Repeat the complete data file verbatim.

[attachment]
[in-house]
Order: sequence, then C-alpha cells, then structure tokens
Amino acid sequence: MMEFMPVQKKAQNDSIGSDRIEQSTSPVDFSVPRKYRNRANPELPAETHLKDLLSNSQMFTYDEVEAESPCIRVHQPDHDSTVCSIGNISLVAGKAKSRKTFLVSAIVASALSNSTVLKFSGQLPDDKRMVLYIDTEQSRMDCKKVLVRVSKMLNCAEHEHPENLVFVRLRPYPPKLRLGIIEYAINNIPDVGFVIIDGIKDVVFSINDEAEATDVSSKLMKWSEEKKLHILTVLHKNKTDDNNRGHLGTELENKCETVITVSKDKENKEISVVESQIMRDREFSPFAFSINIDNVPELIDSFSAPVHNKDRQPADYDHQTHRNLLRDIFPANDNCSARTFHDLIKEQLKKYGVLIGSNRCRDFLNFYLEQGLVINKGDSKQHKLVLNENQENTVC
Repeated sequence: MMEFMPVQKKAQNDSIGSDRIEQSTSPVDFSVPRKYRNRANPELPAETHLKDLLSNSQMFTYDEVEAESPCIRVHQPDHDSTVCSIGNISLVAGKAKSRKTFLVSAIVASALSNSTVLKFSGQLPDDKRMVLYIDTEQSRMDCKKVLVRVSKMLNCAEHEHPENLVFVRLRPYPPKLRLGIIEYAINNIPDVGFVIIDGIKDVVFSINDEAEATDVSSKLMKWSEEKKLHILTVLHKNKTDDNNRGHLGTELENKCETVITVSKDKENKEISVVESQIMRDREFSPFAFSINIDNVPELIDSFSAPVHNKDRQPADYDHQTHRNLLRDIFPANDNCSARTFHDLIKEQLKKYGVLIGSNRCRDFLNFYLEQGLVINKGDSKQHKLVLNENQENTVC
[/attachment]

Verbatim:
[in-house]
Order: sequence, then C-alpha cells, then structure tokens
Amino acid sequence: MMEFMPVQKKAQNDSIGSDRIEQSTSPVDFSVPRKYRNRANPELPAETHLKDLLSNSQMFTYDEVEAESPCIRVHQPDHDSTVCSIGNISLVAGKAKSRKTFLVSAIVASALSNSTVLKFSGQLPDDKRMVLYIDTEQSRMDCKKVLVRVSKMLNCAEHEHPENLVFVRLRPYPPKLRLGIIEYAINNIPDVGFVIIDGIKDVVFSINDEAEATDVSSKLMKWSEEKKLHILTVLHKNKTDDNNRGHLGTELENKCETVITVSKDKENKEISVVESQIMRDREFSPFAFSINIDNVPELIDSFSAPVHNKDRQPADYDHQTHRNLLRDIFPANDNCSARTFHDLIKEQLKKYGVLIGSNRCRDFLNFYLEQGLVINKGDSKQHKLVLNENQENTVC
Repeated sequence: MMEFMPVQKKAQNDSIGSDRIEQSTSPVDFSVPRKYRNRANPELPAETHLKDLLSNSQMFTYDEVEAESPCIRVHQPDHDSTVCSIGNISLVAGKAKSRKTFLVSAIVASALSNSTVLKFSGQLPDDKRMVLYIDTEQSRMDCKKVLVRVSKMLNCAEHEHPENLVFVRLRPYPPKLRLGIIEYAINNIPDVGFVIIDGIKDVVFSINDEAEATDVSSKLMKWSEEKKLHILTVLHKNKTDDNNRGHLGTELENKCETVITVSKDKENKEISVVESQIMRDREFSPFAFSINIDNVPELIDSFSAPVHNKDRQPADYDHQTHRNLLRDIFPANDNCSARTFHDLIKEQLKKYGVLIGSNRCRDFLNFYLEQGLVINKGDSKQHKLVLNENQENTVC